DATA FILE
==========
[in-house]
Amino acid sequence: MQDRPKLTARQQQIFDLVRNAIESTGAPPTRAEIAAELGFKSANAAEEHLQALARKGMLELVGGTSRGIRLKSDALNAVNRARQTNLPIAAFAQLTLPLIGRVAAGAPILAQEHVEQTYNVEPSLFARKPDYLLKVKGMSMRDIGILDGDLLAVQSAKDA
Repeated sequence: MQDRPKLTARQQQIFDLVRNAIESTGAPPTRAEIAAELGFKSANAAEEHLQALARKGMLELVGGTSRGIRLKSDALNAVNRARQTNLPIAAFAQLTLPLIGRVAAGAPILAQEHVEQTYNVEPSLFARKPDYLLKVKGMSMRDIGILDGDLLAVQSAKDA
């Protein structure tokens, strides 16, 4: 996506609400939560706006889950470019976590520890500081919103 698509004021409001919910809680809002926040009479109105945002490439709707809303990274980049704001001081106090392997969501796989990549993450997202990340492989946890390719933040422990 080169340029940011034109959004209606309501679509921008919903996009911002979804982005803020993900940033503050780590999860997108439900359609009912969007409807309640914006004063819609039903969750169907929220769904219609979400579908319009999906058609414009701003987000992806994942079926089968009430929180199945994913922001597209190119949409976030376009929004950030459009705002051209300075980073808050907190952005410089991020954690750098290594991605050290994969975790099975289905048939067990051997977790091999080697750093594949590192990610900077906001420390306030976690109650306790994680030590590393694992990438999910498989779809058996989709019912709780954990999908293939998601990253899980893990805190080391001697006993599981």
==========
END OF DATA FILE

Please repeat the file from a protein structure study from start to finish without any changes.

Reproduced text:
[in-house]
Amino acid sequence: MQDRPKLTARQQQIFDLVRNAIESTGAPPTRAEIAAELGFKSANAAEEHLQALARKGMLELVGGTSRGIRLKSDALNAVNRARQTNLPIAAFAQLTLPLIGRVAAGAPILAQEHVEQTYNVEPSLFARKPDYLLKVKGMSMRDIGILDGDLLAVQSAKDA
Repeated sequence: MQDRPKLTARQQQIFDLVRNAIESTGAPPTRAEIAAELGFKSANAAEEHLQALARKGMLELVGGTSRGIRLKSDALNAVNRARQTNLPIAAFAQLTLPLIGRVAAGAPILAQEHVEQTYNVEPSLFARKPDYLLKVKGMSMRDIGILDGDLLAVQSAKDA
């Protein structure tokens, strides 16, 4: 996506609400939560706006889950470019976590520890500081919103 698509004021409001919910809680809002926040009479109105945002490439709707809303990274980049704001001081106090392997969501796989990549993450997202990340492989946890390719933040422990 080169340029940011034109959004209606309501679509921008919903996009911002979804982005803020993900940033503050780590999860997108439900359609009912969007409807309640914006004063819609039903969750169907929220769904219609979400579908319009999906058609414009701003987000992806994942079926089968009430929180199945994913922001597209190119949409976030376009929004950030459009705002051209300075980073808050907190952005410089991020954690750098290594991605050290994969975790099975289905048939067990051997977790091999080697750093594949590192990610900077906001420390306030976690109650306790994680030590590393694992990438999910498989779809058996989709019912709780954990999908293939998601990253899980893990805190080391001697006993599981």